As cool as seeing rooms of where Brad and Angelina slept (as well as foreign dignitaries) and sitting in John F. Kennedy’s rocking chair, my absolute favorite place in the whole city was definitely the Nintendo World Store in Rockefeller Plaza. I had my Nintendo DS with me—as always—and I was so excited to meet Mario! I’d love to say it was dumb luck that allowed my brother and me meet the red-hatted mascot of Nintendo, but the truth was, I had planned to go on a very specific day and hour to maximize my time with him.

Five years later, I haven’t been back to the Waldorf Astoria New York ever since. It truly was a once-in-a-lifetime experience—we don’t have as many Hilton points after my dad began traveling less for work, and we definitely can’t afford another suite at a luxury hotel.

But to celebrate its memory, here’s a Waldorf grape salad made with walnuts and blue cheese.

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If you didn’t know, a Waldorf salad is made of fresh apples, celery, and walnuts, plus mayonnaise and lettuce. It got its name because it was first created in the late 19th century at the Waldorf Hotel—this was before it became the Waldorf-Astoria, which is now the Waldorf Astoria New York.

But, we decided to experiment a little and make it with grapes instead. Because why not? Pretty soon, the “Big Apple” will be known as the “Big Grape,” just because of this recipe! (Okay, maybe not.)

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Actually, I’d like to include a little travel announcement in this post…

I’m going to New York City next week!

My mom and I are both heading out to NYC next week for four days, and I can’t wait to hit some fun restaurants and places! My most recent visit was last summer (around this time) for only about a day and a half, and we squeezed out every last minute. Definitely look forward to some new restaurant reviews next week, as well as more about my trip to the city on my personal blog, Kuya’s Notebook.

One of the things I really wanted to do with this blog was include restaurant reviews from my travels. While I don’t travel as much as I would like—which would really be traveling at least every season (I enjoy traveling, if you can’t tell)—I definitely want to share the trips I do go on when I go on them!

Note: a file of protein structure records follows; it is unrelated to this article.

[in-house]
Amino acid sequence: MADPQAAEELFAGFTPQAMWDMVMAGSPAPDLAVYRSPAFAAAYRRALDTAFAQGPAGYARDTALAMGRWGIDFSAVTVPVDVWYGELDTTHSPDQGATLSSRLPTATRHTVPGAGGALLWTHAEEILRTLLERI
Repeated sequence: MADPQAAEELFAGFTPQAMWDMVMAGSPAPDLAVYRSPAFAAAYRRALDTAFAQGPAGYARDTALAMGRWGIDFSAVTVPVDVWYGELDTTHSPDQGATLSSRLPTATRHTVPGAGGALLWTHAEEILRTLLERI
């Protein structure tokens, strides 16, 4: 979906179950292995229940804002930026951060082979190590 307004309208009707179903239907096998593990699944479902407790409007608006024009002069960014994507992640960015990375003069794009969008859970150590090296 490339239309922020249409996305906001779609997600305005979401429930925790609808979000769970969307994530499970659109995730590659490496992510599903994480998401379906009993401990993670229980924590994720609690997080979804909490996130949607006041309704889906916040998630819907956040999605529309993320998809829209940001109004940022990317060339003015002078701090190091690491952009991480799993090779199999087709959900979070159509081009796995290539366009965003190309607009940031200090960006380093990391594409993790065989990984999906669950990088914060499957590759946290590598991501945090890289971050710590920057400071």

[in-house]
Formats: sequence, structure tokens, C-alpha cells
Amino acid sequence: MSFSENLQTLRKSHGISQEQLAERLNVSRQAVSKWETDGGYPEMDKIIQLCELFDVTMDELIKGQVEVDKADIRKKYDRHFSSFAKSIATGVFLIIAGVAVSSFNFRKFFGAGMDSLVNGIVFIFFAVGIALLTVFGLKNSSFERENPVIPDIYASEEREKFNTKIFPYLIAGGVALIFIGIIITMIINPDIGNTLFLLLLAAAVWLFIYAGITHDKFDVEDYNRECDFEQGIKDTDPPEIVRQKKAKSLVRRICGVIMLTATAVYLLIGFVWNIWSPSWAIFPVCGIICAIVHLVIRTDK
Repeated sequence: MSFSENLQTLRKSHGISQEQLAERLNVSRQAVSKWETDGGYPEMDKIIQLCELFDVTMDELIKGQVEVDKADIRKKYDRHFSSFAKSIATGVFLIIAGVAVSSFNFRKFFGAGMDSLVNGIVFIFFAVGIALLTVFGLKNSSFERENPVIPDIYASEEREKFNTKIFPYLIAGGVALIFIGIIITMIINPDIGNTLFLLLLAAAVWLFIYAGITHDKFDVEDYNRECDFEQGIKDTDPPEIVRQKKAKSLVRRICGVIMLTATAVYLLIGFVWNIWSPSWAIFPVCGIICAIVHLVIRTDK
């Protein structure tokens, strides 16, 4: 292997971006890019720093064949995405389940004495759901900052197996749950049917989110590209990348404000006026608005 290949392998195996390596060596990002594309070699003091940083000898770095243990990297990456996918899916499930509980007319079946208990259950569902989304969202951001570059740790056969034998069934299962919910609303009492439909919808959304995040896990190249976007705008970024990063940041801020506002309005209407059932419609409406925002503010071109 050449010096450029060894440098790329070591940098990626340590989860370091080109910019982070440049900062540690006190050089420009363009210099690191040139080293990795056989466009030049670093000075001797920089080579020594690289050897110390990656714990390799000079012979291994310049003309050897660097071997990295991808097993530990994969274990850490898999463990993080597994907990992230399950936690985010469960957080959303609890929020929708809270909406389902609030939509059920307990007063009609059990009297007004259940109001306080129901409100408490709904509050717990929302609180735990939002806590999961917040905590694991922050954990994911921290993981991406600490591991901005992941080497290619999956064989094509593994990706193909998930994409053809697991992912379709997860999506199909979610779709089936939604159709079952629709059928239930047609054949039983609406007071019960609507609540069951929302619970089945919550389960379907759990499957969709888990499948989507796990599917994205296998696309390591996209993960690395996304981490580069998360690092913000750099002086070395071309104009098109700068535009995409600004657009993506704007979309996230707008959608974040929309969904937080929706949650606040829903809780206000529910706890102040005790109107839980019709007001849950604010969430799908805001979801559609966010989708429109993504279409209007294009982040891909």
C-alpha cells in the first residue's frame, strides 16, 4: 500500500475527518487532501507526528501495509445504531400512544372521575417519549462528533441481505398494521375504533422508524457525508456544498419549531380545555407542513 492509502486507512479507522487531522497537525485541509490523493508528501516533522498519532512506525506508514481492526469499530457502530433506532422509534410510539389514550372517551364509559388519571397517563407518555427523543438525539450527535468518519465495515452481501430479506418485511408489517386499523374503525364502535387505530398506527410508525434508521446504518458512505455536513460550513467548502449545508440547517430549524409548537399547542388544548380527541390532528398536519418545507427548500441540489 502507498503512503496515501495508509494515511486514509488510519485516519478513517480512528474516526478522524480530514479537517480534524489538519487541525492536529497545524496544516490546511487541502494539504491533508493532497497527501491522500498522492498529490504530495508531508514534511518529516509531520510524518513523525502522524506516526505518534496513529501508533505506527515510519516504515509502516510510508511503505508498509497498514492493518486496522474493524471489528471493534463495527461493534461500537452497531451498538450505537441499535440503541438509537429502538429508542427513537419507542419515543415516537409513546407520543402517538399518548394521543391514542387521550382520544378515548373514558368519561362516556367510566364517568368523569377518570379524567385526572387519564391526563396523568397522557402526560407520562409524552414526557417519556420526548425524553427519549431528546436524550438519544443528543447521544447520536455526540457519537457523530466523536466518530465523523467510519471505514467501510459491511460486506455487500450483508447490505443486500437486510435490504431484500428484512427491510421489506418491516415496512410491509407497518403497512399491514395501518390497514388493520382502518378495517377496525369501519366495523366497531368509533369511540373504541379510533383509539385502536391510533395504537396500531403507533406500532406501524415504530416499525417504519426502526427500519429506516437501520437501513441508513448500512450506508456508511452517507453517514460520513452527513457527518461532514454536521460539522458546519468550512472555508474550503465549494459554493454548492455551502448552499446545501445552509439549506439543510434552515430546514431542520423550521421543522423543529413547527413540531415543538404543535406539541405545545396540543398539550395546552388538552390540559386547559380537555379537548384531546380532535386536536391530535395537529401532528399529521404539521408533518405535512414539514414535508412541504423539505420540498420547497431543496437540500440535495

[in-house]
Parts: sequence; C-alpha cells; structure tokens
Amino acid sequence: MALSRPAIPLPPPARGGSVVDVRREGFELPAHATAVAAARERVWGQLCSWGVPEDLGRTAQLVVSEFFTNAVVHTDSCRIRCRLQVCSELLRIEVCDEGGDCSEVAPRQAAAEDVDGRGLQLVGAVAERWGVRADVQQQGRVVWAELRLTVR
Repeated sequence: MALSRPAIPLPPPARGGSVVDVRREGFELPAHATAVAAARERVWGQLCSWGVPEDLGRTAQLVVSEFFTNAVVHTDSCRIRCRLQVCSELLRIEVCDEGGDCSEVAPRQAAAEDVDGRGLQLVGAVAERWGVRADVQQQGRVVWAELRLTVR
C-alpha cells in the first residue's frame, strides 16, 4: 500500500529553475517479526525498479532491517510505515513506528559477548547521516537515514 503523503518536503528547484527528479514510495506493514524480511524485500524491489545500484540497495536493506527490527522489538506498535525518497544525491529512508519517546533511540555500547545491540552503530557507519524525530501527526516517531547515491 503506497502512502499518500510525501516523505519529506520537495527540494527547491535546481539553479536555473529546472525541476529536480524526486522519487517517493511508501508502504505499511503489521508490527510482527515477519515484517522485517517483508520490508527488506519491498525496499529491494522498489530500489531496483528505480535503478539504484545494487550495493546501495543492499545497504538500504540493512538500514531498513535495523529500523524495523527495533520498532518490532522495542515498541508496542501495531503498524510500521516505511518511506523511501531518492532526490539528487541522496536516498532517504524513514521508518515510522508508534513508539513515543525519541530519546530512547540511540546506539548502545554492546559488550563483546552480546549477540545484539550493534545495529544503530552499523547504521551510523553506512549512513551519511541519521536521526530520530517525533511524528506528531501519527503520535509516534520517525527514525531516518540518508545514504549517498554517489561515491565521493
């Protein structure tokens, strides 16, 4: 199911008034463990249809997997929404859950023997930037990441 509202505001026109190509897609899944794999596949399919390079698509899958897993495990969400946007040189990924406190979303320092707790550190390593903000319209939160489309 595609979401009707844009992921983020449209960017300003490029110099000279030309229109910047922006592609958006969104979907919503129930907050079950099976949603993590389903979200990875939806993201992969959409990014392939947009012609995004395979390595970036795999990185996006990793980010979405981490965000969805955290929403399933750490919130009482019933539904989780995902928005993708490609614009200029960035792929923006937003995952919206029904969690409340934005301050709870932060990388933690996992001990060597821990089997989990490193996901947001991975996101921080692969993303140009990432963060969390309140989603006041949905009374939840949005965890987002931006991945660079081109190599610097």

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Be sure to stick around! We leave for Manhattan on Sunday, but don’t worry! We won’t leave you hungry—not even for a second! And you can keep updated with our travels on my personal Twitter @kuya_joshua or on Kuya’s Notebook! (Plus, our Facebook page will stay updated during our travels!)

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Waldorf Grape Salad

  • 2 pounds (about 7 cups) organic grapes (red or green… or both! Your choice!)
  • 2 tablespoons organic canola oil
  • 1 tablespoon white balsamic vinegar
  • 2 tablespoons honey
  • ½ teaspoon kosher salt
  • 1 cup toasted walnuts, roughly chopped
  • ¾ cup blue cheese (add more if desired)

Wash the grapes and pat dry. In a large bowl, combine the grapes, canola oil, balsamic vinegar, honey, kosher salt, walnuts, and blue cheese. Chill until ready to serve.

Mango Sticky Rice

In Dallas, there’s a modern Thai-Vietnamese restaurant called Malai Kitchen that has one of my—and my family’s—absolute favorite desserts: mango sticky rice. It’s to die for! I don’t even need to eat there for a meal… all I need is dessert!

This modern mango sticky rice has four basic parts: sticky rice, crisped rice treat, mango, and sweet coconut custard.

I think part of the reason I love this dessert so much is because of the mangoes. I love the vibrant, orange hue of mangoes in the Philippines. Whenever I see those nice colors, I always have flashbacks to the summers I’d spend in Manila as a young child, eating diced mangoes in the kitchen of my grandparents’ condo.

Cut Mangoes

The sweet, succulent taste of mangoes goes well in nearly everything, dessert included. And while authentic Thai mango sticky rice doesn’t have the crisped rice, I still feel like it’s a fun, Western addition to an Eastern food.

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The best way to eat this is to just take your spoon and cut off a part of the side, making sure to get all four parts: rice, crisped rice, mango, and custard. It’s a perfect afternoon pick-me-up, as well as great for guests. Because let’s be serious… who doesn’t love dessert?

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Mango Sticky Rice

  • Servings: 1-2 people
  • Print

Ingredients:

  • 2 cups glutinous rice or Thai sweet rice
  • 2 ½ cups water
  • 14 oz. can light coconut milk (we used Trader Joe’s brand)